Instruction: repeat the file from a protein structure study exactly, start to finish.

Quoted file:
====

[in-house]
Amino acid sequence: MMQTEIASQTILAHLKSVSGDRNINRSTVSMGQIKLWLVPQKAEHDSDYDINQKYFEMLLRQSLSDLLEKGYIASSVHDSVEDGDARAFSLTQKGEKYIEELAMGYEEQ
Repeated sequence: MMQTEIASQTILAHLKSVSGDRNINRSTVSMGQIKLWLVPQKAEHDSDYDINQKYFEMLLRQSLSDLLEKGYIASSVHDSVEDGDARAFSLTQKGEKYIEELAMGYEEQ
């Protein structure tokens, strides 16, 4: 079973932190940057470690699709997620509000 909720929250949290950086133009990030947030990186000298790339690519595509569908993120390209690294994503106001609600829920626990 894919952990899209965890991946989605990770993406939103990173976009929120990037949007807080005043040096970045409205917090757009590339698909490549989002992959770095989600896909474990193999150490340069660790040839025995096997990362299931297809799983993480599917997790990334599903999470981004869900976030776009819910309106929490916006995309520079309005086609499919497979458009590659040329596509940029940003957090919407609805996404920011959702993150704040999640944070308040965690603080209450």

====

[in-house]
Amino acid sequence: MMQTEIASQTILAHLKSVSGDRNINRSTVSMGQIKLWLVPQKAEHDSDYDINQKYFEMLLRQSLSDLLEKGYIASSVHDSVEDGDARAFSLTQKGEKYIEELAMGYEEQ
Repeated sequence: MMQTEIASQTILAHLKSVSGDRNINRSTVSMGQIKLWLVPQKAEHDSDYDINQKYFEMLLRQSLSDLLEKGYIASSVHDSVEDGDARAFSLTQKGEKYIEELAMGYEEQ
């Protein structure tokens, strides 16, 4: 079973932190940057470690699709997620509000 909720929250949290950086133009990030947030990186000298790339690519595509569908993120390209690294994503106001609600829920626990 894919952990899209965890991946989605990770993406939103990173976009929120990037949007807080005043040096970045409205917090757009590339698909490549989002992959770095989600896909474990193999150490340069660790040839025995096997990362299931297809799983993480599917997790990334599903999470981004869900976030776009819910309106929490916006995309520079309005086609499919497979458009590659040329596509940029940003957090919407609805996404920011959702993150704040999640944070308040965690603080209450």